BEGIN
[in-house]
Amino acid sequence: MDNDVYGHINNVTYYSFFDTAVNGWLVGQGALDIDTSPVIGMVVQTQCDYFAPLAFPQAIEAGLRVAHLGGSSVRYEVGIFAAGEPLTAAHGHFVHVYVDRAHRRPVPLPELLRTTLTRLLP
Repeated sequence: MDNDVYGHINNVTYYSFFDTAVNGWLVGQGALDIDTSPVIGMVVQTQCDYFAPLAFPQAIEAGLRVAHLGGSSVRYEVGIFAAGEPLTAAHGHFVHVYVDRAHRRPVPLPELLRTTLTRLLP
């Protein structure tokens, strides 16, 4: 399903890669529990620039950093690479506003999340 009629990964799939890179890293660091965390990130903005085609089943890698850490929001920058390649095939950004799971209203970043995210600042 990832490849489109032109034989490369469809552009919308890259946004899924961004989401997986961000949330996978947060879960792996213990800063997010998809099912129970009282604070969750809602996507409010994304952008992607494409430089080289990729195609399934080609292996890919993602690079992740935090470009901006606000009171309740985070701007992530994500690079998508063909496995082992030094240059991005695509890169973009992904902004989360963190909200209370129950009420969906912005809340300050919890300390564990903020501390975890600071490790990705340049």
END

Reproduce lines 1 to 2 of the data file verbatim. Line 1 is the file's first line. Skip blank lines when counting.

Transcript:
[in-house]
Amino acid sequence: MDNDVYGHINNVTYYSFFDTAVNGWLVGQGALDIDTSPVIGMVVQTQCDYFAPLAFPQAIEAGLRVAHLGGSSVRYEVGIFAAGEPLTAAHGHFVHVYVDRAHRRPVPLPELLRTTLTRLLP